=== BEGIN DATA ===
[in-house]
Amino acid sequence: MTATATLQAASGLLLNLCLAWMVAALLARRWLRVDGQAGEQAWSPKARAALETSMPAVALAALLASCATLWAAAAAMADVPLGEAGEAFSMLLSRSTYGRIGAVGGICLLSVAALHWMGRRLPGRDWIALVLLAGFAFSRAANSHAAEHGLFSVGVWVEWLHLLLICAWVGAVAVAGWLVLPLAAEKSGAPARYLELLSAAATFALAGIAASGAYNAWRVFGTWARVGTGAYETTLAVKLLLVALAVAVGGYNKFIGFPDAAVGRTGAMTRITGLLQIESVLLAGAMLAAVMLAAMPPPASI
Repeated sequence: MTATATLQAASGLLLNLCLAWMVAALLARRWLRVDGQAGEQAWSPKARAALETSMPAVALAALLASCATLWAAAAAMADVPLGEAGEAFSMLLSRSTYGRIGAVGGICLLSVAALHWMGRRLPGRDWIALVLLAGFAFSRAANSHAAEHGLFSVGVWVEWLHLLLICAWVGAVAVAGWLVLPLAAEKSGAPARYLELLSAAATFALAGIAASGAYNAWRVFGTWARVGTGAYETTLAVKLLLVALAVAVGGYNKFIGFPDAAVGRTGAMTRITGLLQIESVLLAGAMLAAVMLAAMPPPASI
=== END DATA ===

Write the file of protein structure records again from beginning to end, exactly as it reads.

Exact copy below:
[in-house]
Amino acid sequence: MTATATLQAASGLLLNLCLAWMVAALLARRWLRVDGQAGEQAWSPKARAALETSMPAVALAALLASCATLWAAAAAMADVPLGEAGEAFSMLLSRSTYGRIGAVGGICLLSVAALHWMGRRLPGRDWIALVLLAGFAFSRAANSHAAEHGLFSVGVWVEWLHLLLICAWVGAVAVAGWLVLPLAAEKSGAPARYLELLSAAATFALAGIAASGAYNAWRVFGTWARVGTGAYETTLAVKLLLVALAVAVGGYNKFIGFPDAAVGRTGAMTRITGLLQIESVLLAGAMLAAVMLAAMPPPASI
Repeated sequence: MTATATLQAASGLLLNLCLAWMVAALLARRWLRVDGQAGEQAWSPKARAALETSMPAVALAALLASCATLWAAAAAMADVPLGEAGEAFSMLLSRSTYGRIGAVGGICLLSVAALHWMGRRLPGRDWIALVLLAGFAFSRAANSHAAEHGLFSVGVWVEWLHLLLICAWVGAVAVAGWLVLPLAAEKSGAPARYLELLSAAATFALAGIAASGAYNAWRVFGTWARVGTGAYETTLAVKLLLVALAVAVGGYNKFIGFPDAAVGRTGAMTRITGLLQIESVLLAGAMLAAVMLAAMPPPASI